Does a Viking Age Mask Stone Picture the Real Hamlet?
Does a Viking Age Mask Stone picture the real Hamlet? Surely not, the immediate reply might be. It is well-known that Shakespeare modeled his Hamlet story over older versions of the story about Amleth, first written in Latin circa 1200 AD by Danish chronicle writer Saxo Grammaticus. While Shakespeare’s Hamlet was a fictional renaissance character and the scene was set at Elsinore castle, Amleth was an actual person whom Saxo had been told about. Amleth lived on the Danish Jutland Peninsula, but according to Saxo before the Viking Age.
Saxo Grammaticus (Saxo), as imagined by Louis Moe, who illustrated the 1898 Danish translation. ( Public Domain )
The Evidence Of A Viking Age Hamlet
Saxo’s story is placed in time before the Viking Age (before c. 800 AD). His story tells that the brethren Horvendil and Fenge, father and uncle of Amleth, were put in charge as chiefs of Jutland, the western part of Denmark, by king Rørik (Roerik). This king is described as the son of the god Odin, revealing the uncertainty of time, as this would have to be a mythical reference.
Saxo writing c. 1200 AD mixes saga with history, and he seems to have mixed Viking Age elements into Amleth’s story. Usually, Saxo is thought to be wrong on those Viking Age details. For instance, in a part of the story Amleth is sent on an errand to the king of England, with his uncle’s intent that he be killed there. Such an apparent out-of-time detail must be noted. But what if that detail is correct? This part becomes trustworthy if Amleth did live when the Vikings conquered the part of England called Danelaw.
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Let us take a look at Saxo’s Amleth story from this perspective, based on the assumption that the events actually took place in the Viking Age, one or two hundred years before Saxo. Locations near Amleth’s supposed burial ground in Ammelhede in eastern Jutland suddenly seem to logically relate to him, especially the Mask Stone at Sjellebro.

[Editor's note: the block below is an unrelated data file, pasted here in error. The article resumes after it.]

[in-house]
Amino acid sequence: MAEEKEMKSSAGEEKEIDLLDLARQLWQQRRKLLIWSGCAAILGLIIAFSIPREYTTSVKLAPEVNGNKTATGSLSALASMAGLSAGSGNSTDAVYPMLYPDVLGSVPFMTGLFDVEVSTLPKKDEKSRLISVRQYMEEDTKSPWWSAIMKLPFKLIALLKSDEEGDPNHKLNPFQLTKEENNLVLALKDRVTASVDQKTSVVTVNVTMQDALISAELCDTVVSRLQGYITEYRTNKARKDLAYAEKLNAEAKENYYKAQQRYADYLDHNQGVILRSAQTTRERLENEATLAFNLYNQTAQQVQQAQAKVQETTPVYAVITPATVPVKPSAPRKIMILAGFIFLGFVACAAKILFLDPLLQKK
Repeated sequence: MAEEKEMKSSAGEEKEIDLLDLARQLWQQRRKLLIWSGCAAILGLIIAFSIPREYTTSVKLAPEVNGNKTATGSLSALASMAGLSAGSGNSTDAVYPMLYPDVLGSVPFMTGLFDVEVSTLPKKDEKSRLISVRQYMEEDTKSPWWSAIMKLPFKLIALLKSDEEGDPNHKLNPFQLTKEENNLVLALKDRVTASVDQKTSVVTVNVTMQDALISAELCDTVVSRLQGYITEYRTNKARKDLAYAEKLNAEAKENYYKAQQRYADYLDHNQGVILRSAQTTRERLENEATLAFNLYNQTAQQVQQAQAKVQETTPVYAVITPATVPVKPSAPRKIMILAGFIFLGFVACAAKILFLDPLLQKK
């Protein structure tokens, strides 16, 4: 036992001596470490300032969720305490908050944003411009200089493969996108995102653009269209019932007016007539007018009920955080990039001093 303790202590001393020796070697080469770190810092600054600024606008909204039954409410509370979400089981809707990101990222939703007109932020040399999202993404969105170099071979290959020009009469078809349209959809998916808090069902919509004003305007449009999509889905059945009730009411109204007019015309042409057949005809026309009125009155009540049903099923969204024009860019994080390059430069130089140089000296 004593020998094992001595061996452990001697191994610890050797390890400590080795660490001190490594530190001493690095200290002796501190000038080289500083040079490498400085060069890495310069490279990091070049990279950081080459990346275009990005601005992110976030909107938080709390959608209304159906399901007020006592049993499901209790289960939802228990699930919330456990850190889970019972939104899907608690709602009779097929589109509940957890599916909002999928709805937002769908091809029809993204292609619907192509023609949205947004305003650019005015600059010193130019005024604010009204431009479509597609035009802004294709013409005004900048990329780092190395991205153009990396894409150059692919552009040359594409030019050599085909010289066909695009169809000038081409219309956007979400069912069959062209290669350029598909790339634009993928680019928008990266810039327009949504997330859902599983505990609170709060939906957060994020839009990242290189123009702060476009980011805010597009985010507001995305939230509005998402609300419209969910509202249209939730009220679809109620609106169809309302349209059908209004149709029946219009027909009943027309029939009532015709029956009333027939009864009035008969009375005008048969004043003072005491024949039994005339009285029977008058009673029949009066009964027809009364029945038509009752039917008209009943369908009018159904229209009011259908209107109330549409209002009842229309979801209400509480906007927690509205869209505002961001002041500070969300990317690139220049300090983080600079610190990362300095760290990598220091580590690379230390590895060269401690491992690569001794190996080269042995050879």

Amleth’s Final Resting Place
The fame of Shakespeare’s Hamlet increased the interest in the “real Hamlet” in Denmark. In 1933 proud citizens erected a stone on what was believed to be Amleth’s final resting place. Sadly, excavations only revealed a plundered Bronze Age grave .
In 1933 proud local citizens and others erected a stone at Ammelhede, Denmark in memory of Amleth. (Unknown/ Author provided)
To be honest several locations in Denmark aspire to place of Amleth’s burial, but Saxo wrote that Amleth lay buried in a field carrying his name. The only location with a name resembling Amleth’s is the area around “Ammelhede” (Ammel Heath). That is, as said, if we question Saxo’s precision in time because he is known to have made mistakes in chronology.
Saxo’s Version Of The Amleth Story
The essential plot in Saxo’s version of the story is that Amleth’s father was killed by his brother, and Amleth suspects he is next to prevent him from revenging the murder of his father. Amleth pretends to be out of his mind, thus harmless. Secretly he scolds his mother for marrying her husband’s murderer, and several times he avoids the uncle’s attempts to call his bluff. One of the uncle’s attempts involves, as in a story of our age, a sex trap .